“We are a resilient people; we will rebuild”. That’s the mantra of the Bahamian people, particularly those from the northern part of the Bahamas who were most severely affected by hurricane Dorian, the category 5 storm that ripped through the The Abacos and Grand Bahama Island on September 3, 2019 then hovered for two days. Their stories are no longer front-page news, but they tell of a people determined to move forward, determined to live their best lives.
At the site of last month’s Caribbean Travel Marketplace at Nassau’s Grand Hyatt Baha Mar, the region’s largest tourism event, travel suppliers, buyers, and decision-makers came together bringing focus back to this destination that is recovering, rebuilding, and surpassing expectations. With numbers showing tourism growth and development projections, it was an easy sell for hoteliers, attractions, and other tourism companies. But, it was the personal stories of loss and hope that truly underscored the feeling of bounce back ability.
“Nobody thought it was going to be as strong as it was”, reminisced Miss Mona (name changed to protect identity). “I was in my house on Abaco when the hurricane hit. I could hear the force of the wind, then the house started to flood”.
That’s when Mona decided to make a dash for it in her vehicle. But, thankfully she didn’t have to drive far. She and others barricaded in the vehicle and headed for her workplace less than a mile away, a three-storey building. Most roads were already impassable she said, but they got there safely. The office would become her temporary home for a few weeks after Dorian. When everything was said and done and she finally went back to her home, the roof was totally destroyed along with other severe structural damage.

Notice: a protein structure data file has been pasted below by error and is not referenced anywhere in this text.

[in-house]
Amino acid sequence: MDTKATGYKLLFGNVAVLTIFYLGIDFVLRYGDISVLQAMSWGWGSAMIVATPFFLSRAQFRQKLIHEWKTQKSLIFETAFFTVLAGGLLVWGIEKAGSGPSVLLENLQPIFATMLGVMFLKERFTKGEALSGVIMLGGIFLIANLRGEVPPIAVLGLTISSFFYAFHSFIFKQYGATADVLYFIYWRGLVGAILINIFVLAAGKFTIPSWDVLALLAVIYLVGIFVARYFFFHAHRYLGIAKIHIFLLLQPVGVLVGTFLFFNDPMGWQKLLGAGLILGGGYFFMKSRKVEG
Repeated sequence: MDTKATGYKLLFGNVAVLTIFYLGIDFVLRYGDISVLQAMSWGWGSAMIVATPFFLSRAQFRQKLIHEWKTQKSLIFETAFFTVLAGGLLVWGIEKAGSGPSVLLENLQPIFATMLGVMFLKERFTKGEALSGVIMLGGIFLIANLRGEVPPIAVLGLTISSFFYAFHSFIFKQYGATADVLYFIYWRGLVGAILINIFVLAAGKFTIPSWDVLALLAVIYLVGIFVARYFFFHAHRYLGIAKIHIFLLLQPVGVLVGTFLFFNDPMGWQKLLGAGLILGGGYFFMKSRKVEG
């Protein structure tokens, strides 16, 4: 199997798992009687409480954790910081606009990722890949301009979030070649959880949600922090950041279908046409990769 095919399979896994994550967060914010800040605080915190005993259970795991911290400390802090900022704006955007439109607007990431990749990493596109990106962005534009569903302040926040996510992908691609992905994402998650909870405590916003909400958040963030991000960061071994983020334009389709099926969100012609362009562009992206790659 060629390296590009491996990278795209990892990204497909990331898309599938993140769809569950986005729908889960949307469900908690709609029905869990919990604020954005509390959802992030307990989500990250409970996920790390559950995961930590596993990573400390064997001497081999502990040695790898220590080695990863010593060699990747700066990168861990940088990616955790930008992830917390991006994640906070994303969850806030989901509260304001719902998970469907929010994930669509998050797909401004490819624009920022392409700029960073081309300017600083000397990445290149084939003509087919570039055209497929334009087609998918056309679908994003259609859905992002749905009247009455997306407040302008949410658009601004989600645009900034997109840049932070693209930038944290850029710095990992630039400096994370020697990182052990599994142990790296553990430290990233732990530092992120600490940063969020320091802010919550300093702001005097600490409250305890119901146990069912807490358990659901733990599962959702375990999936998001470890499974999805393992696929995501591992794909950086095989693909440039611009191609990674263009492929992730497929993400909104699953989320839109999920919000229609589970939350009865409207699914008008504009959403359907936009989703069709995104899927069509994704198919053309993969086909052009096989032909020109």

“I couldn’t believe it”, she remarked. “But I had my life and that was the most important thing”.
Like some in her neighbourhood, Mona’s house is still standing. But, what’s left of the roof is covered in blue tarp, some of the walls are missing or damaged, and the inside is unrecognisable to her. She has, however, already started the rebuilding process, having gotten the go-ahead from her insurance company. Like so many from the Abacos, Mona is now living in Nassau until her home is completed.
Some others didn’t fare so well; they lost everything. One woman, Nicky (name changed), was also at home on Abaco with her husband and two teenaged children.
“When the water started to rise I started panicking, we had to get out. So, we grabbed the children and drove as fast as we could to higher ground”, said Nicky.
And like many others, Nicky and her family have had to find accommodations on the big island, Nassau. She went back to Abaco for the first time since the hurricane in January. And although she had heard from neighbours that there was nothing left of her home, seeing it for the first time left her stunned. The only thing left is the foundation. She too will rebuild, but for now is taking it one day at a time. Nicky also confirmed that the schools on Abaco have not reopened because of severe damage, so her choice to live temporarily on the big island with available schooling influenced her decision to live on Nassau.
Indeed, touring the Abacos and the outer cays, we came across what looks like giant sized domes. They are in fact, temporary housing the government is putting in place to house displaced persons until their homes are reconstructed. This is part of the $6.4 million Temporary Housing project the Bahamian government started immediately after hurricane Dorian. Located in Spring City on the Abacos just south of Marsh Harbour, these sturdily constructed pods look like giant igloos, but made out of material that seem strong enough to withstand the harsh elements. The inside is big enough to house up to 4 people.
Other stories left even deeper impressions. Dave (name changed), works with heavy moving equipment and has lived on Abaco for more than 5 years. Yes, his home was damaged, but he decided to stay in the house through the renovation. What makes Dave special is his technical skills. After the hurricane he was recruited to remove dead bodies from the streets.
“This is something that I will never forget”, he said in a low quivering voice.
He is a changed man for what he has seen and experienced. But, he is not going anywhere. “Abaco is my home”.